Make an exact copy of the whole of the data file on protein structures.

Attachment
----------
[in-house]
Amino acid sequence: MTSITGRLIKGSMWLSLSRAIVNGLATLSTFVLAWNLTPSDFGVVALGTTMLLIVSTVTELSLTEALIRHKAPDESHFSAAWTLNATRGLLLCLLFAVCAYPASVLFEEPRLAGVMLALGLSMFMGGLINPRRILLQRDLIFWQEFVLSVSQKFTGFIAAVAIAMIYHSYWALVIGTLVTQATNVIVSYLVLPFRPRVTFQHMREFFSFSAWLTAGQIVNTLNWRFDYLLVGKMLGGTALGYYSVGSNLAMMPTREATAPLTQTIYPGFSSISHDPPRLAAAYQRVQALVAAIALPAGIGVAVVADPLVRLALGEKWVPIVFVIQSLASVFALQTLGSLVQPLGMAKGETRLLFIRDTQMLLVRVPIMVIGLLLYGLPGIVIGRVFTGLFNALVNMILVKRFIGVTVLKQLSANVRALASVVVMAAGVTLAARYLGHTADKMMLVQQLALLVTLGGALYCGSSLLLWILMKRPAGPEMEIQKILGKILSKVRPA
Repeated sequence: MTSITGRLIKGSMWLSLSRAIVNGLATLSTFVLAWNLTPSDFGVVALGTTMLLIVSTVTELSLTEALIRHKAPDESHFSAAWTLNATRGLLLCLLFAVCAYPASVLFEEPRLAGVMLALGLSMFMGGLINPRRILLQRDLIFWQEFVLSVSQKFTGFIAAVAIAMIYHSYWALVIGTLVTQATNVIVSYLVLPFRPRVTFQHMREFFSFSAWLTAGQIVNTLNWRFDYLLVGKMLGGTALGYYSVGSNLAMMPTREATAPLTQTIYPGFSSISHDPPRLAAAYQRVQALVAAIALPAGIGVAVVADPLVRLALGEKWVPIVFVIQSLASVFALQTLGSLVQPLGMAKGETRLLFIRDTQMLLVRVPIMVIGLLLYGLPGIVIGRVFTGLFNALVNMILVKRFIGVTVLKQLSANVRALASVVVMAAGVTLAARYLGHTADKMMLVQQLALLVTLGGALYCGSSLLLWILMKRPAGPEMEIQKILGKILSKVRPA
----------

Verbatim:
[in-house]
Amino acid sequence: MTSITGRLIKGSMWLSLSRAIVNGLATLSTFVLAWNLTPSDFGVVALGTTMLLIVSTVTELSLTEALIRHKAPDESHFSAAWTLNATRGLLLCLLFAVCAYPASVLFEEPRLAGVMLALGLSMFMGGLINPRRILLQRDLIFWQEFVLSVSQKFTGFIAAVAIAMIYHSYWALVIGTLVTQATNVIVSYLVLPFRPRVTFQHMREFFSFSAWLTAGQIVNTLNWRFDYLLVGKMLGGTALGYYSVGSNLAMMPTREATAPLTQTIYPGFSSISHDPPRLAAAYQRVQALVAAIALPAGIGVAVVADPLVRLALGEKWVPIVFVIQSLASVFALQTLGSLVQPLGMAKGETRLLFIRDTQMLLVRVPIMVIGLLLYGLPGIVIGRVFTGLFNALVNMILVKRFIGVTVLKQLSANVRALASVVVMAAGVTLAARYLGHTADKMMLVQQLALLVTLGGALYCGSSLLLWILMKRPAGPEMEIQKILGKILSKVRPA
Repeated sequence: MTSITGRLIKGSMWLSLSRAIVNGLATLSTFVLAWNLTPSDFGVVALGTTMLLIVSTVTELSLTEALIRHKAPDESHFSAAWTLNATRGLLLCLLFAVCAYPASVLFEEPRLAGVMLALGLSMFMGGLINPRRILLQRDLIFWQEFVLSVSQKFTGFIAAVAIAMIYHSYWALVIGTLVTQATNVIVSYLVLPFRPRVTFQHMREFFSFSAWLTAGQIVNTLNWRFDYLLVGKMLGGTALGYYSVGSNLAMMPTREATAPLTQTIYPGFSSISHDPPRLAAAYQRVQALVAAIALPAGIGVAVVADPLVRLALGEKWVPIVFVIQSLASVFALQTLGSLVQPLGMAKGETRLLFIRDTQMLLVRVPIMVIGLLLYGLPGIVIGRVFTGLFNALVNMILVKRFIGVTVLKQLSANVRALASVVVMAAGVTLAARYLGHTADKMMLVQQLALLVTLGGALYCGSSLLLWILMKRPAGPEMEIQKILGKILSKVRPA